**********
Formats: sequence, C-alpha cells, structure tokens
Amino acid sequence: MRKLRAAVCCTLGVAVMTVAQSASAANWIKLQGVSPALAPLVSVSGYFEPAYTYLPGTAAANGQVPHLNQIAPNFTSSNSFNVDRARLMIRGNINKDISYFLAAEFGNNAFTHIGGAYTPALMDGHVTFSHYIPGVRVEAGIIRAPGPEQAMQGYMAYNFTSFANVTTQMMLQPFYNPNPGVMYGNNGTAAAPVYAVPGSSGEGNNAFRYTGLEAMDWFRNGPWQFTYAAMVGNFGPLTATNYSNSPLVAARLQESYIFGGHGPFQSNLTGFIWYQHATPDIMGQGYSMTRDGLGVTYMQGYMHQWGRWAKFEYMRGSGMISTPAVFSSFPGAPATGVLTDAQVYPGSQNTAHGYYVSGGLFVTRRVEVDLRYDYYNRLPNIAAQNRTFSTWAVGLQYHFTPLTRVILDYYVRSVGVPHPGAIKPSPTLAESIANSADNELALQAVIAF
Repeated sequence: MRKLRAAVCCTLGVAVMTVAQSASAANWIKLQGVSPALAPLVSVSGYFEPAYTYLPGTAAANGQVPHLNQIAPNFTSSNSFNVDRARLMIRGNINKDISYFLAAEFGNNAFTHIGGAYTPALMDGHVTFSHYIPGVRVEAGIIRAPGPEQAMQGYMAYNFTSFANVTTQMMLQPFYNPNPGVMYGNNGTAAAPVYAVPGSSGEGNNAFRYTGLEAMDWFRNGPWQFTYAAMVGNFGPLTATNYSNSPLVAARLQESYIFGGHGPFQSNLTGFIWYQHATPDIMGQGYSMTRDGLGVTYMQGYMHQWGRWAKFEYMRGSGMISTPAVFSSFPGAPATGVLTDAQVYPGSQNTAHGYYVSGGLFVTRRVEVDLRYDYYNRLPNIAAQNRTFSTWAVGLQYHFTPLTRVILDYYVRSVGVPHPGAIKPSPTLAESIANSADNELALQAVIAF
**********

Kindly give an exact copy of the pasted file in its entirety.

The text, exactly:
Formats: sequence, C-alpha cells, structure tokens
Amino acid sequence: MRKLRAAVCCTLGVAVMTVAQSASAANWIKLQGVSPALAPLVSVSGYFEPAYTYLPGTAAANGQVPHLNQIAPNFTSSNSFNVDRARLMIRGNINKDISYFLAAEFGNNAFTHIGGAYTPALMDGHVTFSHYIPGVRVEAGIIRAPGPEQAMQGYMAYNFTSFANVTTQMMLQPFYNPNPGVMYGNNGTAAAPVYAVPGSSGEGNNAFRYTGLEAMDWFRNGPWQFTYAAMVGNFGPLTATNYSNSPLVAARLQESYIFGGHGPFQSNLTGFIWYQHATPDIMGQGYSMTRDGLGVTYMQGYMHQWGRWAKFEYMRGSGMISTPAVFSSFPGAPATGVLTDAQVYPGSQNTAHGYYVSGGLFVTRRVEVDLRYDYYNRLPNIAAQNRTFSTWAVGLQYHFTPLTRVILDYYVRSVGVPHPGAIKPSPTLAESIANSADNELALQAVIAF
Repeated sequence: MRKLRAAVCCTLGVAVMTVAQSASAANWIKLQGVSPALAPLVSVSGYFEPAYTYLPGTAAANGQVPHLNQIAPNFTSSNSFNVDRARLMIRGNINKDISYFLAAEFGNNAFTHIGGAYTPALMDGHVTFSHYIPGVRVEAGIIRAPGPEQAMQGYMAYNFTSFANVTTQMMLQPFYNPNPGVMYGNNGTAAAPVYAVPGSSGEGNNAFRYTGLEAMDWFRNGPWQFTYAAMVGNFGPLTATNYSNSPLVAARLQESYIFGGHGPFQSNLTGFIWYQHATPDIMGQGYSMTRDGLGVTYMQGYMHQWGRWAKFEYMRGSGMISTPAVFSSFPGAPATGVLTDAQVYPGSQNTAHGYYVSGGLFVTRRVEVDLRYDYYNRLPNIAAQNRTFSTWAVGLQYHFTPLTRVILDYYVRSVGVPHPGAIKPSPTLAESIANSADNELALQAVIAF